A major issue for the application of maximum-ratio-combining for multimicrophone setups is the estimation of the acoustic transfer functions. In telecommunications, the signal attenuation as well as the phase shift for each transmission path are usually measured to apply MRC. With speech applications we have no means to directly measure the acoustic transfer functions. There exists several blind approaches to estimate the acoustic transfer functions (see e.g., [14–16]) which were successfully applied to dereverberation. However, the proposed estimation methods are computationally demanding.

In this paper, we show that maximum-ratio-combining can be achieved without explicit knowledge of the acoustic transfer functions. Proper signal weighting can be achieved based on an estimate of the input signal-to-noise ratio. We propose a two stage processing of the microphone signals. In the first stage, the microphone signals are weighted with respect to their input signal-to-noise ratio. These weights guarantee maximum-ratio-combining of the signals with respect to the signal magnitudes. To ensure cophasal addition of the weighted signals, we use the combined signal as reference signal for frequency domain LMS filters in the second stage. These filters adjust the phases of the microphone signals to guarantee coherent signal combining.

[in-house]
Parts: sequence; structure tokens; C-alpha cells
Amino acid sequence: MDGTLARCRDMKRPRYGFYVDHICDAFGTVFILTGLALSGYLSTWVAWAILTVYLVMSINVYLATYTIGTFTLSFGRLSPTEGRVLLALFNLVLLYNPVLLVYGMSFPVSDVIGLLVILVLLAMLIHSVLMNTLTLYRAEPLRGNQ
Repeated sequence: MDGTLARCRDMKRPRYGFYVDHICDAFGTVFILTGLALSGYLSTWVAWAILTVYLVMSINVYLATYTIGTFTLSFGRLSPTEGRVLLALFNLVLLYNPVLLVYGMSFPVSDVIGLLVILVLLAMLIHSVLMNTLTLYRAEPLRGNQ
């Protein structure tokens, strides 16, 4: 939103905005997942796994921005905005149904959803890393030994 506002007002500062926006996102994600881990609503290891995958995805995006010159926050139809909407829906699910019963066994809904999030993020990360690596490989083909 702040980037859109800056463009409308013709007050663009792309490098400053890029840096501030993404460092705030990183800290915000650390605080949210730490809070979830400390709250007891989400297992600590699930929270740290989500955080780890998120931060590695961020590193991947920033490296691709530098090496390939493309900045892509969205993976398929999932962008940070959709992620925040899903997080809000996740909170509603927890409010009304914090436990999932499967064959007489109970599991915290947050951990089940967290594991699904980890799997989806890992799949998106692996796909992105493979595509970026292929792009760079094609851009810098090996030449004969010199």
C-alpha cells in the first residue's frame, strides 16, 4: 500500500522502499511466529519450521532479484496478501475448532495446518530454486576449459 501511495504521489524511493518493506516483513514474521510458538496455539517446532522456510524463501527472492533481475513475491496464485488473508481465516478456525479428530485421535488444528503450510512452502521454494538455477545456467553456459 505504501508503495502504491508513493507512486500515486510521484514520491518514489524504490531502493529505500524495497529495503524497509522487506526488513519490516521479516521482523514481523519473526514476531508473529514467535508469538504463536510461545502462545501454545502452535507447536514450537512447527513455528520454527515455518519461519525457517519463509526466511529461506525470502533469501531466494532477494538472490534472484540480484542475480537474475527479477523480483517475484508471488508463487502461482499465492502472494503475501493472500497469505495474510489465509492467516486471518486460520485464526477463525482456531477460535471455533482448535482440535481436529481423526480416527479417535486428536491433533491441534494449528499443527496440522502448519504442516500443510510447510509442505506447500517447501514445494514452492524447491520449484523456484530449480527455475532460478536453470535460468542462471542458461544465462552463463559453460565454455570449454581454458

The proposed concept is similar to the single channel noise reduction system presented by Mukherjee and Gwee [17]. This system uses spectral subtraction to obtain a crude estimate of the speech signal. This estimate is then used as the reference signal of a single LMS filter. In this paper, we generalize this concept to multimicrophone systems, where our aim is not only noise reduction, but also dereverberation of the microphone signals.